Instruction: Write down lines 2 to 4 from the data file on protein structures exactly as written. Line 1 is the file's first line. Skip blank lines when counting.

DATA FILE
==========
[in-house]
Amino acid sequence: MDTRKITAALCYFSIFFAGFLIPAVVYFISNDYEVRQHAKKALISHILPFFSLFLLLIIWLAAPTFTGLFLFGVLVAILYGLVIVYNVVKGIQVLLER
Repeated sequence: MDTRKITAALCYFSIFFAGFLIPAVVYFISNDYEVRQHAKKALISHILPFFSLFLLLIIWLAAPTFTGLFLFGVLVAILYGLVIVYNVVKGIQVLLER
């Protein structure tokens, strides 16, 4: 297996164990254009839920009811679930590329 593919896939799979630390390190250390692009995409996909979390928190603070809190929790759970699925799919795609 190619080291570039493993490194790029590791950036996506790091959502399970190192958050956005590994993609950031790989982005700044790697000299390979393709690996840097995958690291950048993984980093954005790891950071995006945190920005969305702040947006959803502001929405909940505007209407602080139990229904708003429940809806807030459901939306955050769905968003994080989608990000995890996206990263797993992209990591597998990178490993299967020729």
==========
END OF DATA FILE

Amino acid sequence: MDTRKITAALCYFSIFFAGFLIPAVVYFISNDYEVRQHAKKALISHILPFFSLFLLLIIWLAAPTFTGLFLFGVLVAILYGLVIVYNVVKGIQVLLER
Repeated sequence: MDTRKITAALCYFSIFFAGFLIPAVVYFISNDYEVRQHAKKALISHILPFFSLFLLLIIWLAAPTFTGLFLFGVLVAILYGLVIVYNVVKGIQVLLER
């Protein structure tokens, strides 16, 4: 297996164990254009839920009811679930590329 593919896939799979630390390190250390692009995409996909979390928190603070809190929790759970699925799919795609 190619080291570039493993490194790029590791950036996506790091959502399970190192958050956005590994993609950031790989982005700044790697000299390979393709690996840097995958690291950048993984980093954005790891950071995006945190920005969305702040947006959803502001929405909940505007209407602080139990229904708003429940809806807030459901939306955050769905968003994080989608990000995890996206990263797993992209990591597998990178490993299967020729």